• True enough Andre, but of course I was referring to anything that the thread allocated, and is not shared in any way between threads. But strictly speaking, you are correct, in that if it "shared" the pointer, it could be de-allocated, but even then it's UNLIKELY to be de-allocated, since how would the "2nd thread" know that the "1st thread" (the one we killed) didn't still have it? You'd need additional levels of "interesting" programming happening to detect that. – Kevin Anderson Nov 10 '10 at 21:41
  • I was thinking of a more simple use, such as maintaining a list of (dynamically allocated) Client instances which have a reference to their own thread. The main thread could periodically check each client and see if the thread has ended (or been terminated) and de-allocate the list at that time. I wasn't proposing this as a viable solution (see my answer), but more as a "it technically is doable" kind of comment... – André Caron Nov 10 '10 at 21:55

In the case of a thread blocked in I/O you never really need to kill it, instead you have the choice between non-blocking I/O, timeouts, and closing the socket from another thread. Either of these will unblock the thread.

  • Although IIRC on Linux (as opposed to most other Unices), closing the socket from another thread does not unblock the thread, which is very unfortunate. – Ringding Nov 11 '10 at 8:45
  • @Ringding: even after days? If yes I think you should report this as a bug in bugzilla.kernel.org – MarcH Nov 11 '10 at 9:08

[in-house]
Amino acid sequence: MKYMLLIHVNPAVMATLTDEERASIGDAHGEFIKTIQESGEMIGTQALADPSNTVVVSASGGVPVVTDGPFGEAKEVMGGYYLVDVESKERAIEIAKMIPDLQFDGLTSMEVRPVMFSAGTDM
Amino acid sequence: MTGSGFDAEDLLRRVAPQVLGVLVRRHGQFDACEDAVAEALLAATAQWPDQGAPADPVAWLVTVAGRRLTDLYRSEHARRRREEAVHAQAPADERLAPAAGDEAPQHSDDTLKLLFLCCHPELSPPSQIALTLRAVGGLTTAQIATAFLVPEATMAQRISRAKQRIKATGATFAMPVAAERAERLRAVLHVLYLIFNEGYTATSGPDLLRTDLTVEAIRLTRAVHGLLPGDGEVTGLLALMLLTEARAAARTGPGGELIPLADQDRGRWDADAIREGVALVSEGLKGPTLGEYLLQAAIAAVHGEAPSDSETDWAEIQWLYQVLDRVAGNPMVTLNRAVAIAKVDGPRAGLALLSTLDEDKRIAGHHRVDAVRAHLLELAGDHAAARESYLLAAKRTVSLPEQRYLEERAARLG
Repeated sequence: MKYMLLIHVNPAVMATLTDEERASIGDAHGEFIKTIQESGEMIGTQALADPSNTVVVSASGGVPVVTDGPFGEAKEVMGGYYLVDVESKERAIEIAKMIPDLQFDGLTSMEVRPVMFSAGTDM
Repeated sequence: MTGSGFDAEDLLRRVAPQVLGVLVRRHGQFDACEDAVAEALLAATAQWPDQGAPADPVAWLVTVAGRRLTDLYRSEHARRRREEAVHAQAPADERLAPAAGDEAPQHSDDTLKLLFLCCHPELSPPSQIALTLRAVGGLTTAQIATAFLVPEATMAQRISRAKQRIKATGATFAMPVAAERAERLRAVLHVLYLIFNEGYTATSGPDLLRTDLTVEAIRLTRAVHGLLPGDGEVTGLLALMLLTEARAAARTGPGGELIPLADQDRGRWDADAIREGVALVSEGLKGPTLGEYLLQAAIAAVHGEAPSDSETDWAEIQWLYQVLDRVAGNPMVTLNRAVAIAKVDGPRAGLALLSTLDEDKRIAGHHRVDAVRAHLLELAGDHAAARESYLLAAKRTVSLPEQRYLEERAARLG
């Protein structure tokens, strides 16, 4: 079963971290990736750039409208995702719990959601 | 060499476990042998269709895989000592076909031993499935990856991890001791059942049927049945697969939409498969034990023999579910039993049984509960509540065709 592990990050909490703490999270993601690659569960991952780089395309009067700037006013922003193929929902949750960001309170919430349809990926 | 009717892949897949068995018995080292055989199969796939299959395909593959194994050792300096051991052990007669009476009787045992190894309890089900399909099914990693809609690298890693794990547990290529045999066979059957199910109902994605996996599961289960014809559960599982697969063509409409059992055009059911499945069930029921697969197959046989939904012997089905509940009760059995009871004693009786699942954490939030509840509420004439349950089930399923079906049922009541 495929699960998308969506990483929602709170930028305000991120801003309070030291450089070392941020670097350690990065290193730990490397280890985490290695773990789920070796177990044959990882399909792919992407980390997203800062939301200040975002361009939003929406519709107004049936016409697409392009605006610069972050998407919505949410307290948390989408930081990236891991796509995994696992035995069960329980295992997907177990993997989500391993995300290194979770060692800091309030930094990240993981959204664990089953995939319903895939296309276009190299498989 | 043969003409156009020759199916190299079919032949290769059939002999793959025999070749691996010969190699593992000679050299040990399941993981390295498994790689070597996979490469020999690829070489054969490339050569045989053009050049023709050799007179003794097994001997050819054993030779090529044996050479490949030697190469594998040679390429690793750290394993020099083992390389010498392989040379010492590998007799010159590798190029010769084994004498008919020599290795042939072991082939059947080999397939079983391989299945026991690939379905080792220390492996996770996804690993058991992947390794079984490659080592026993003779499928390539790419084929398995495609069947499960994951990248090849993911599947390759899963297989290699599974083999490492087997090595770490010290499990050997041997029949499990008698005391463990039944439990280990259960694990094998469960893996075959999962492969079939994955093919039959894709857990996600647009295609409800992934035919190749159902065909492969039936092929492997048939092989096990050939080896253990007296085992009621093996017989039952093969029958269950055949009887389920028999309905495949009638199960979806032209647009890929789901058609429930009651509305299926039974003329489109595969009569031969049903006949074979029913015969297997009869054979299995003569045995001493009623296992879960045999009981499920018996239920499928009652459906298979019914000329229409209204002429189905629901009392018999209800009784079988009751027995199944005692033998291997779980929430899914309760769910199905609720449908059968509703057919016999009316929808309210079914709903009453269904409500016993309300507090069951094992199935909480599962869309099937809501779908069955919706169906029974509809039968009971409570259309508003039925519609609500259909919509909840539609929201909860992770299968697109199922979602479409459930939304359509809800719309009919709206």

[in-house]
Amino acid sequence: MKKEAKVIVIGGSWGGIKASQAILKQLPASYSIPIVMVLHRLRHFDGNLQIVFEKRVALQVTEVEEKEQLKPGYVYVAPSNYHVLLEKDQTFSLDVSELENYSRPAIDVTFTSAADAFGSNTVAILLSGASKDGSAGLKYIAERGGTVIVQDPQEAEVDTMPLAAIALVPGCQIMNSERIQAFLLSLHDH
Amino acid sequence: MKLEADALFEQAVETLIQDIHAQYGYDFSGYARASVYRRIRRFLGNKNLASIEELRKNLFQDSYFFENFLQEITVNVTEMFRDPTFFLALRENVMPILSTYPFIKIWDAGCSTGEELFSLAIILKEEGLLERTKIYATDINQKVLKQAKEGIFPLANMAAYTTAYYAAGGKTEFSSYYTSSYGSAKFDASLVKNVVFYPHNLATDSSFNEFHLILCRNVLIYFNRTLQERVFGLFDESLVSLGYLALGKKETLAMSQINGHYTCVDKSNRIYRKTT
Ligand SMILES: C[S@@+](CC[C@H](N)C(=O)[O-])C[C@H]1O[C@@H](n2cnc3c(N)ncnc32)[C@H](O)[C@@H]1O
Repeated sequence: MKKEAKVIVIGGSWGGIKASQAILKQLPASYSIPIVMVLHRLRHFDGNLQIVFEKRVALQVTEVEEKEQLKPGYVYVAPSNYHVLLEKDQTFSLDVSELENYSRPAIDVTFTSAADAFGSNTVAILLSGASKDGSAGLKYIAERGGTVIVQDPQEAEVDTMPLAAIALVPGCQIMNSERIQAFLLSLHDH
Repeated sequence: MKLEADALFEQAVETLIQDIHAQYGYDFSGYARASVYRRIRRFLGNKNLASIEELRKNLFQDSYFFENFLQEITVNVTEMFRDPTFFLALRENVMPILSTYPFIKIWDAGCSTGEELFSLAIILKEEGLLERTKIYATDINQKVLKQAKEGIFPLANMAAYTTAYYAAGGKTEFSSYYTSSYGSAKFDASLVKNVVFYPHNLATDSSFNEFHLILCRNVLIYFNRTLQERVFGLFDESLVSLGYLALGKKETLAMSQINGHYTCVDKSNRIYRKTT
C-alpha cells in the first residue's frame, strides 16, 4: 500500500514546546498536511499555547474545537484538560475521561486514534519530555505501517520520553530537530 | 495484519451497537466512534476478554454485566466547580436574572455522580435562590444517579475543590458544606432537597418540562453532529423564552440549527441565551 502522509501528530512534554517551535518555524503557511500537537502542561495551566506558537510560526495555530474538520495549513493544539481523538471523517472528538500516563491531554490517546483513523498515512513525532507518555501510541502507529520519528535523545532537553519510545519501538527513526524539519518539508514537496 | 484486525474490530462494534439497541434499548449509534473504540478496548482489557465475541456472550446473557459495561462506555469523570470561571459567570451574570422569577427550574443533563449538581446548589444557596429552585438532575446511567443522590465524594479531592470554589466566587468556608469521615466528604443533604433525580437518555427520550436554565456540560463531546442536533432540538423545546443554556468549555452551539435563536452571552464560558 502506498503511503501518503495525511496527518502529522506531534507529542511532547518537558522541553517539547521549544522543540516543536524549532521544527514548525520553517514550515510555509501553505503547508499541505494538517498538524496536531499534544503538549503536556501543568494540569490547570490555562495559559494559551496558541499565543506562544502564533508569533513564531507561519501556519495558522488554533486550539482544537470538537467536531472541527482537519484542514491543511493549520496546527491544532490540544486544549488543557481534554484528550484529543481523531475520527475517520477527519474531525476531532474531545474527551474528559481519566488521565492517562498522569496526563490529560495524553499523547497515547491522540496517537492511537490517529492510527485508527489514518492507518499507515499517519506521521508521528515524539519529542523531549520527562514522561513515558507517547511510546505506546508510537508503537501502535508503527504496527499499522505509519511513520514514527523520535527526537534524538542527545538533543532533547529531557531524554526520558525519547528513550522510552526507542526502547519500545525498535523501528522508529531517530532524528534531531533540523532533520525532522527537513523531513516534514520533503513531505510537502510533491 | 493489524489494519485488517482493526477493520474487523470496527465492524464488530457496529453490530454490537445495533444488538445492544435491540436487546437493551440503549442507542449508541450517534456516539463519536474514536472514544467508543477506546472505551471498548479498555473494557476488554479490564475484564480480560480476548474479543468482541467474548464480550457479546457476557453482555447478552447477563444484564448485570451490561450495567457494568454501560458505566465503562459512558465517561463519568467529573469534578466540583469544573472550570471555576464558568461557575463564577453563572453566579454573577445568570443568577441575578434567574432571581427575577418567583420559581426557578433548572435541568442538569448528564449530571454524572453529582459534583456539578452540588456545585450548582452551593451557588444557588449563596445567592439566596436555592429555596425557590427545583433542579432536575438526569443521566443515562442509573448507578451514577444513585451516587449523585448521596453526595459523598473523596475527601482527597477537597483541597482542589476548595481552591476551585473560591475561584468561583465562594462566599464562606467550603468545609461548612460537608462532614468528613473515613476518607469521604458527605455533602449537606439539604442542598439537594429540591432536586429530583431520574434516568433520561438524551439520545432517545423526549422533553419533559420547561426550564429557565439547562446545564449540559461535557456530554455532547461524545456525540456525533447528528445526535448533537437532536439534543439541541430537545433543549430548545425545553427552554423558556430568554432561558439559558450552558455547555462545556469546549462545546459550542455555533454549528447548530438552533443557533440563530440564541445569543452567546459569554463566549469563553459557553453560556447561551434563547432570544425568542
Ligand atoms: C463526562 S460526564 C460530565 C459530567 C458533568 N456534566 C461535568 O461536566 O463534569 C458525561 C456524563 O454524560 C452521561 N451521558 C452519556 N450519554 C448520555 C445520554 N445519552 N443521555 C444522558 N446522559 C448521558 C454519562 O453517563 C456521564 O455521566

• @MarcH: I will investigate this. But having to wait for hours or days might not be that helpful in many situations. – Ringding Nov 16 '10 at 11:07
  • @Ringding: there is a big difference between waiting hours versus waiting forever. The former can usually be reconfigured easily while the latter cannot. – MarcH Nov 16 '10 at 14:38
  • 1
    @MarcH: are you talking about send() in particular or any blocking calls on sockets? Because I'm running a test program (from here: <bugs.python.org/issue8831>), and so far it hasn't returned, after 36 hours. It completes immediately on Solaris. – Ringding Nov 18 '10 at 17:50

You really don't want to do this.

If you kill a thread while it holds a critical section it won't be released which will likely result in your whole application breaking. Certain C library calls like heap memory allocation use critical sections and if you happen to kill your thread while it's doing a "new" then calling new from anywhere else in your program will cause that thread to stop.

You simply can't do this safely without really extreme measures which are much more restrictive than simply signalling the thread to terminate itsself.

Your Answer

By clicking “Post Your Answer”, you agree to our terms of service, privacy policy and cookie policy

Not the answer you're looking for? Browse other questions tagged or ask your own question.